Programmed cell death (apoptosis) plays an important role in normal erythropoiesis (Figure 2.8), helping to regulate the accumulation of erythroid precursors to match the need for new mature red cells. Excess erythroid precursors are removed by apoptosis, and at least two pathways seem to be involved. First, it appears that late BFU-E, CFU-E and pronormoblasts may all require continuous signalling via the erythropoietin receptor, which is highly expressed on the surface of these cells, to prevent apoptosis. In the absence of Epo, these cells rapidly undergo programmed cell death in culture. It has been shown that, in part, this reflects a need for signals from the EpoR, via the JAK2-STAT 5 pathway, to induce or stabilize expression of the anti-apoptotic protein Bcl-XL.
Apoptosis of erythroid precursors may also occur as a result of activation of the Fas receptor (FasR, known as CD95) that is present on both early and late erythroid precursors, although its activating ligand (FasL, known as CD95L) appears only on late erythroblasts. Binding of FasL to FasR activates proteolytic caspases that cleave intracellular proteins, possibly including the erythroid transcription factor GATA-1, with subsequent loss of Bcl-XL. This regulation of erythropoiesis by negative feedback is thought to take place in the erythropoietic islands of the bone marrow, where the number of mature erythroblasts may control the expansion and differentiation of their less mature precursors.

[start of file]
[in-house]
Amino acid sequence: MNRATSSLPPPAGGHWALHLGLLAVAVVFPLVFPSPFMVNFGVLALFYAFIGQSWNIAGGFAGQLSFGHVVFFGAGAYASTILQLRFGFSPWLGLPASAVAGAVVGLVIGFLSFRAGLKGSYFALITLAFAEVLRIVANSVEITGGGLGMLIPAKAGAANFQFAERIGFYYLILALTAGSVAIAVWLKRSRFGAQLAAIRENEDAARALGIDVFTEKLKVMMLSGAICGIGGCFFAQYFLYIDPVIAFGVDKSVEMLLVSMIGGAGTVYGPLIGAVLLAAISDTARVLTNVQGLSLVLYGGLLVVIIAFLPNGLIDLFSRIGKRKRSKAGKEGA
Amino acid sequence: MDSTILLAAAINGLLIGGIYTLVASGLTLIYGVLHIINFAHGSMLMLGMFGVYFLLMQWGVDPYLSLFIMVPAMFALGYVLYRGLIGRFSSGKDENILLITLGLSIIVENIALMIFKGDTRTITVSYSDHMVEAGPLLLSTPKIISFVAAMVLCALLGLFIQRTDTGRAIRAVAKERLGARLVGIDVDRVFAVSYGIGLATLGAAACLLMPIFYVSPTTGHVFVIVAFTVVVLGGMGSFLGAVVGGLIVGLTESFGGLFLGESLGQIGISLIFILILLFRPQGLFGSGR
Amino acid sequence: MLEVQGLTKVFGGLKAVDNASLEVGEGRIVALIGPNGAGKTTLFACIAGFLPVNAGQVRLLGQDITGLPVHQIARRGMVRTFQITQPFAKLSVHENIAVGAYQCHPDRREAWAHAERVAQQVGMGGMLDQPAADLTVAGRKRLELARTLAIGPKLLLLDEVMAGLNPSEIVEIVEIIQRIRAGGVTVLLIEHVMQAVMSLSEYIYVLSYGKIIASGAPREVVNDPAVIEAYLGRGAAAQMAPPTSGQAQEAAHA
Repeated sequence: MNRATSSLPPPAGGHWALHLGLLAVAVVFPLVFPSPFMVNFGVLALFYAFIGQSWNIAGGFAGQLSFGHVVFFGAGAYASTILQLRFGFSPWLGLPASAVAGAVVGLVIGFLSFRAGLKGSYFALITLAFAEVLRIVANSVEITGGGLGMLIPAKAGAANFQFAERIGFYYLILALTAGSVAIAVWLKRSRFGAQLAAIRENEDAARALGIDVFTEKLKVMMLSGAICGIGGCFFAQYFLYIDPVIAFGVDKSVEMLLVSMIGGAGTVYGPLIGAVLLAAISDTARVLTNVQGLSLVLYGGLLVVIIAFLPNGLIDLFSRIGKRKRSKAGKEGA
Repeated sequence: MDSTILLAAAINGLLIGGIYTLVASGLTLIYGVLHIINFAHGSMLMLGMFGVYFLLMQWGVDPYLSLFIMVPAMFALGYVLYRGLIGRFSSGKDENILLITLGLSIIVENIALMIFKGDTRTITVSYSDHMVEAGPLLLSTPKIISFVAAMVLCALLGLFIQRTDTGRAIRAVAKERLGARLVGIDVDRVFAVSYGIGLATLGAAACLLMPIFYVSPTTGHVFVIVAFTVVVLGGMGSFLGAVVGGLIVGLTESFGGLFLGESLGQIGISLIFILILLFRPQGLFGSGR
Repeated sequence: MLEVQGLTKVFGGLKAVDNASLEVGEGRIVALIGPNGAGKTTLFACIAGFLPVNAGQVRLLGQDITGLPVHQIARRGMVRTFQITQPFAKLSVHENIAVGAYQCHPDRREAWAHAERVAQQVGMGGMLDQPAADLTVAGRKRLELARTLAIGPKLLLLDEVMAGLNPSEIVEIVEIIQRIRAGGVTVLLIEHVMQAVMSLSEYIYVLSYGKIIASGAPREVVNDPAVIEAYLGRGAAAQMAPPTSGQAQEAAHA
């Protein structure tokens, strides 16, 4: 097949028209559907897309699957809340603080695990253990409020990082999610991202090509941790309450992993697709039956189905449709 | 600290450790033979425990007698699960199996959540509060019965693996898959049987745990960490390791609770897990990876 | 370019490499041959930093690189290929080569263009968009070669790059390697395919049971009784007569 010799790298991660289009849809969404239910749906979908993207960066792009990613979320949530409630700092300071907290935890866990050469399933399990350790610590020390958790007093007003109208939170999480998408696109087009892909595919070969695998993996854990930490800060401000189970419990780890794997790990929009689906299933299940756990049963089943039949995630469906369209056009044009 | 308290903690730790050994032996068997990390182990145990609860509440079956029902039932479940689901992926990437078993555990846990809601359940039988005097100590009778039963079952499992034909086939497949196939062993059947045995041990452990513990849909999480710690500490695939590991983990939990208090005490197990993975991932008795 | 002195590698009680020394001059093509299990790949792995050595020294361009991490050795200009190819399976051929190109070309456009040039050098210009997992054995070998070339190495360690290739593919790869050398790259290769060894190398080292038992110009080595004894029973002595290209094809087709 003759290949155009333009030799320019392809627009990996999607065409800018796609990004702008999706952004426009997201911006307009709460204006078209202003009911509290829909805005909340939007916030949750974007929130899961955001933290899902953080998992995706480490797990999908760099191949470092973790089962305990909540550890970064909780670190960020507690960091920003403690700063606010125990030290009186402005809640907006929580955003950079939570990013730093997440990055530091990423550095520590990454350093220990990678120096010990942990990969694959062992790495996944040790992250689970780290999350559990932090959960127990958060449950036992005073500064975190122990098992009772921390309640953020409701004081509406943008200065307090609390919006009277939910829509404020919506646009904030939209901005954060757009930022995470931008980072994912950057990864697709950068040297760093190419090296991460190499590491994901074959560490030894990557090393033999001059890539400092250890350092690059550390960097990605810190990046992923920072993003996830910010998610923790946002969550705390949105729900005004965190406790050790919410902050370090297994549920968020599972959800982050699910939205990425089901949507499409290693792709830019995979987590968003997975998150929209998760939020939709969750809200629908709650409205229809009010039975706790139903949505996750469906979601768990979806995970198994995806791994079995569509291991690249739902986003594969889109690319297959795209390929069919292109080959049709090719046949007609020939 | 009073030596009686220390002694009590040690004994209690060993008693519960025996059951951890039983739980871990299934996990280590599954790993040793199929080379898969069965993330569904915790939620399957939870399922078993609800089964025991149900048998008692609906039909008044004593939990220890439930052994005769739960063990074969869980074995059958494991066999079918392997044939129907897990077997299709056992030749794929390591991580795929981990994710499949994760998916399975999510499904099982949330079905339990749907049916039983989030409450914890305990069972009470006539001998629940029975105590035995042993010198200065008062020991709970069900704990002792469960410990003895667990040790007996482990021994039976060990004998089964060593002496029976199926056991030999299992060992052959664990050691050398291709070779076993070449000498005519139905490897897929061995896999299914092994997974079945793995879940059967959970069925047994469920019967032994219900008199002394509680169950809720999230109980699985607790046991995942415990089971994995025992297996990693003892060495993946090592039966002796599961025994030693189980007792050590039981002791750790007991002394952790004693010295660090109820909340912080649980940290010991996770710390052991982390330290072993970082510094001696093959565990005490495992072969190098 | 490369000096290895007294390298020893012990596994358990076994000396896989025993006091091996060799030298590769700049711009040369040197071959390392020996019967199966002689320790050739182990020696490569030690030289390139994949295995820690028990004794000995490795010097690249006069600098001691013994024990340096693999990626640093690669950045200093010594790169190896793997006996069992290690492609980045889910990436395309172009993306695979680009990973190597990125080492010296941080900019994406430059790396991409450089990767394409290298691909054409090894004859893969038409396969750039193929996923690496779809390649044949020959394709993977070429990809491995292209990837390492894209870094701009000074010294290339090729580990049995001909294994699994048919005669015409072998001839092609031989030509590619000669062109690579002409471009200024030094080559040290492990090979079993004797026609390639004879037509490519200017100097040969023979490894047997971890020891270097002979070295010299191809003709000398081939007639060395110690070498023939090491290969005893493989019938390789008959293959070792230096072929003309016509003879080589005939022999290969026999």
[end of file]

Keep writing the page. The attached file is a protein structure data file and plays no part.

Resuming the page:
As well as extracellular anti-apoptotic signals, erythroblasts also use internal programmes to ensure their own survival. The transcription factor GATA-1 is essential for maturation of erythroblasts; the absence of GATA-1 leads to apoptosis and a block in maturation. Some of the target genes regulated by GATA-1 are likely to be important for cell survival. Although many of the targets are unknown, it is clear that GATA-1 strongly induces expression of Bcl-XL and may therefore cooperate with EpoR signalling. In this way, Epo signalling, Fas-mediated signalling and GATA-1 converge on Bcl-XL, which represents a key target of the erythroid cell survival programme.
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